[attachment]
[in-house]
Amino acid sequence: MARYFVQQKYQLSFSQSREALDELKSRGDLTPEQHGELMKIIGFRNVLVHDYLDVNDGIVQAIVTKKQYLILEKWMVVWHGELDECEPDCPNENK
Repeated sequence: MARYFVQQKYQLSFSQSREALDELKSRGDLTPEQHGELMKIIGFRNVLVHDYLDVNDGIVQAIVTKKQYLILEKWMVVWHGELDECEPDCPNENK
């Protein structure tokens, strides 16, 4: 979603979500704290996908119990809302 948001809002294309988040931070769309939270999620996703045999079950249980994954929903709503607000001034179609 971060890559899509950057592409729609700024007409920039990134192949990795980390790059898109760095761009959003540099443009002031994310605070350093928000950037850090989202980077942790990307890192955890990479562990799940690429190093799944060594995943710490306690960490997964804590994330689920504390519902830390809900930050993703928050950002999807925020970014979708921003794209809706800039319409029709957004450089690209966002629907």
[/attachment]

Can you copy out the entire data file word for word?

[in-house]
Amino acid sequence: MARYFVQQKYQLSFSQSREALDELKSRGDLTPEQHGELMKIIGFRNVLVHDYLDVNDGIVQAIVTKKQYLILEKWMVVWHGELDECEPDCPNENK
Repeated sequence: MARYFVQQKYQLSFSQSREALDELKSRGDLTPEQHGELMKIIGFRNVLVHDYLDVNDGIVQAIVTKKQYLILEKWMVVWHGELDECEPDCPNENK
């Protein structure tokens, strides 16, 4: 979603979500704290996908119990809302 948001809002294309988040931070769309939270999620996703045999079950249980994954929903709503607000001034179609 971060890559899509950057592409729609700024007409920039990134192949990795980390790059898109760095761009959003540099443009002031994310605070350093928000950037850090989202980077942790990307890192955890990479562990799940690429190093799944060594995943710490306690960490997964804590994330689920504390519902830390809900930050993703928050950002999807925020970014979708921003794209809706800039319409029709957004450089690209966002629907």